Playing board or card games entertains without requiring a working electronic. “Screens are not by definition evil,” says Marie Hartwell-Walker, a psychologist, author and feature writer for PsychCentral. “What is a concern is how much time people spend on screens at the expense of connection with each other.”
Learning Life Skills
Turn family game night into a teaching opportunity, as you can teach your kids life skills, including healthy competition, strategy, taking turns and more. “Regular family game night can establish healthy positive routines, and routines are good and helpful for young children’s development,” says Ted Futris, a professor in the College of Family & Consumer Sciences at the University of Georgia. “It may also help children learn boundaries, rules, social norms, turn-taking and how to interact with each other.”
Engaging as a Family
Family game night can start a tradition of bonding and enjoying each other’s company. “This tradition is an opportunity for connection,” says Futris. “It gives parents the opportunity to listen to their children and hear what’s going on in their life, as there are lots of chances for parents to engage children, not just playing the game.”
Games can help all the members of the family sharpen their brains by engaging their strategic skills, language skills, memory and more. Games will also help younger children develop hand-eye coordination and fine motor skills.
Practicing Teamwork and Sportsmanship
By working together, your kids will learn the value of teamwork, strategizing and communicating with each other with the common goal of winning. You can encourage this concept by picking strategy games, where the whole family works together, by pairing the older child with a younger sibling in a game, or by playing games competition-style parents vs. children. Family game nights give children another opportunity to watch how their parents behave. You can set an example and show them the appropriate way to act while winning or losing a game. “Parents are role modeling for their children the values they want their children to emulate and practice in their own lives,” Futris says.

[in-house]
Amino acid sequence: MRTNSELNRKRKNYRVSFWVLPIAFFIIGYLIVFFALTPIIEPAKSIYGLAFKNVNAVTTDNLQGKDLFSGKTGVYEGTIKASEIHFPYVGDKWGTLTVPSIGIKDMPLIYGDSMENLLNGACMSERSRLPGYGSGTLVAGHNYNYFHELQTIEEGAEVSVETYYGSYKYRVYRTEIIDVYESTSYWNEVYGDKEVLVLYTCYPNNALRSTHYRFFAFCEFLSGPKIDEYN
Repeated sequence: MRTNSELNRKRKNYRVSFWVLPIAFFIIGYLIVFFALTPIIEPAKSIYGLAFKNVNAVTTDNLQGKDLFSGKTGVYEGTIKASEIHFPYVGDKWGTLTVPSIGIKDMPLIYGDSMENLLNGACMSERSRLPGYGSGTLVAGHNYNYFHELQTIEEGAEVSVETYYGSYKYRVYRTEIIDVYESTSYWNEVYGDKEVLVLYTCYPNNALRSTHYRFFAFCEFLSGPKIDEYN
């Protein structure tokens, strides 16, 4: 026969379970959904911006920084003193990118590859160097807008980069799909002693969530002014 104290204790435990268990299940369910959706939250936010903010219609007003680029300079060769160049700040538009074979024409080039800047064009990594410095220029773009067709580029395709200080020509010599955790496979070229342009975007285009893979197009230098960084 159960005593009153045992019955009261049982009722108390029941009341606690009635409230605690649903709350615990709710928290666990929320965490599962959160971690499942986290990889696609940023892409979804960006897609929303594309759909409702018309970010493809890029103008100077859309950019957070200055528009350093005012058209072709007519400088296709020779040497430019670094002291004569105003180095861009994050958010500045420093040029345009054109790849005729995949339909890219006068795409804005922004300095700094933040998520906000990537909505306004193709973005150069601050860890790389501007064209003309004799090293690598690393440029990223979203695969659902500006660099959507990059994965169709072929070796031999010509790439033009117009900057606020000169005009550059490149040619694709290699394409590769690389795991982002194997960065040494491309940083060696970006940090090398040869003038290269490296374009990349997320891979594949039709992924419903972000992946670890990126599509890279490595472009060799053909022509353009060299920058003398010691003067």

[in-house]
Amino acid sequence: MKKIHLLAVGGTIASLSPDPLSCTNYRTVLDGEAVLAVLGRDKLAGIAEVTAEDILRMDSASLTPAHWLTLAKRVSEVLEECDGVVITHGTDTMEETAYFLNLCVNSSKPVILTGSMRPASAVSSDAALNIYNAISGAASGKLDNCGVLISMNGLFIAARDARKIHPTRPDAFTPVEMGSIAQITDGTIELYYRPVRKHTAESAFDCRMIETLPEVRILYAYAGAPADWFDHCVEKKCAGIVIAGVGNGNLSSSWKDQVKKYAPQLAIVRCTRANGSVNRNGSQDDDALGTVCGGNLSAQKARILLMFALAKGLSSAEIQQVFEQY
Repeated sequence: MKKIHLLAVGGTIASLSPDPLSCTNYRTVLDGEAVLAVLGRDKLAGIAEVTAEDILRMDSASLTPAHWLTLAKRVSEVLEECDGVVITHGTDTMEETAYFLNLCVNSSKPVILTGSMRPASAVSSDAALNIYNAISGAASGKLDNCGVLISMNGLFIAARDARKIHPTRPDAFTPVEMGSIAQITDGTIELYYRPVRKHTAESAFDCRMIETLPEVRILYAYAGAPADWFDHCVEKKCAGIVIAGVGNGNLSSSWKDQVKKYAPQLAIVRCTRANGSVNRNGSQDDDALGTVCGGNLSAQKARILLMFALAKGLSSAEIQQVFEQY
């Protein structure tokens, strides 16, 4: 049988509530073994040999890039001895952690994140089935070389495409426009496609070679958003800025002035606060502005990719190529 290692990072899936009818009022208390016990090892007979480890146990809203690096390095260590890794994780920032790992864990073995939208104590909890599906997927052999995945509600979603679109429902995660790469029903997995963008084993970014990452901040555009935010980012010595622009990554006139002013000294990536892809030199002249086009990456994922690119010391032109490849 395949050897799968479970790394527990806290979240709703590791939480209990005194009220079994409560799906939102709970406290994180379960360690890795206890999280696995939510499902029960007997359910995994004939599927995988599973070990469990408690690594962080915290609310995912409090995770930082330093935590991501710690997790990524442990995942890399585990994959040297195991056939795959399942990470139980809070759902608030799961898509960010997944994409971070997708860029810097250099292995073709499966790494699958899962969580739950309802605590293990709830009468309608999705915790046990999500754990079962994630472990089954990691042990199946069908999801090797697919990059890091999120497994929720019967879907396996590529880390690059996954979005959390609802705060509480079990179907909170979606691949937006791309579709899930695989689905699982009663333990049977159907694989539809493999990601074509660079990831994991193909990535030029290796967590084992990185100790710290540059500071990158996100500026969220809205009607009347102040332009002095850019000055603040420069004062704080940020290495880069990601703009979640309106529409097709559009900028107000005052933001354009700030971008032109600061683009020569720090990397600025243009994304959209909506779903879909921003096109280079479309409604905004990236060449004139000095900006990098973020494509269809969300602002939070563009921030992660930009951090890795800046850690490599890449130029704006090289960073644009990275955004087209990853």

How to Start a Game Night
Start it by announcing it, suggests Hartwell-Walker. “If parents are enthusiastic, little kids will get right on board,” she adds.
Help kids choose the games you’ll play. Or indulge your own nostalgic by telling the kids about a game from your childhood that you’d like to play with them, she suggests.
What if your oldest child thinks they’re too cool to play with their parents and baby sibling? “Reinforce to your older children that as a family, we’re going to do this together. You can sit and play, or you can sit and watch, as this is a time for us to be together,” Futris says.
He also suggests being wary of competitiveness. “As a parent, be mindful of that balance of making something too competitive, as children may lose interest. If it’s too competitive, it’s not fun,” he adds.